The liaison justice for the Board of Law Examiners (BLE) says that the BLE needs to do better explaining the testing and scoring of the exam to applicants. And that applicants need to do better on the exam portion of the bar exam. Justice Brian Zahra, a former BLE board member and essay exam grader, spoke to the State Bar Board of Commissioners about the exam at the Nov. 16 meeting of the Board of Commissioners last Friday. The State Bar had asked for an explanation of the dramatic drop in the passage rate in 2012 due to the proliferation of questions about the exam from the legal and law school community. Justice Zahra's comments made clear that the BLE's decisions about the exam are not dictated by the Supreme Court but that the Court is paying attention to the exam.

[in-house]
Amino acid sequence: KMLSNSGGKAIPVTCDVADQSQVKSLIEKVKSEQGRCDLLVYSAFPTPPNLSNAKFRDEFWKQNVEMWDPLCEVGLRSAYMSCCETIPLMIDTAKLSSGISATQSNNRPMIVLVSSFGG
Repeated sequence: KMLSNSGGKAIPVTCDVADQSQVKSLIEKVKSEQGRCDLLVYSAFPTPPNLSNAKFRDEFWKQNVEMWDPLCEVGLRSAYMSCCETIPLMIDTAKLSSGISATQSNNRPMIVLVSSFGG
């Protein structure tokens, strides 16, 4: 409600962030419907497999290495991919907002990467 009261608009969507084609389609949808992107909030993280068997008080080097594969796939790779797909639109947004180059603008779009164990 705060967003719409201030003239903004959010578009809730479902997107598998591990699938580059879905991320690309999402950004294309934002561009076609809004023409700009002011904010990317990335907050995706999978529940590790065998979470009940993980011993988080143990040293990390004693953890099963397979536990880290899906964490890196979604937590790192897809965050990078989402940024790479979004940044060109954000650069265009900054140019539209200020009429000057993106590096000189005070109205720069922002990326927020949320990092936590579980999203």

The most probable explanation for the drop in the passage rate was the BLE's decision to stop scaling the essay portion of the exam. Scaling the essay scores to the multistate score is typically done to ensure that, for the total group of candidates taking the bar exam on a given test date, the mean, or average, and the standard deviation of the essay scores are the same as the mean and the standard deviation of the MBE scores on the MBE scale.
Justice Zahra's appearance before the Board of Commissioners is unlikely to be the end of the conversation about the bar exam results. The deans of Michigan's law schools have asked the Supreme Court for a meeting on the subject of the exam.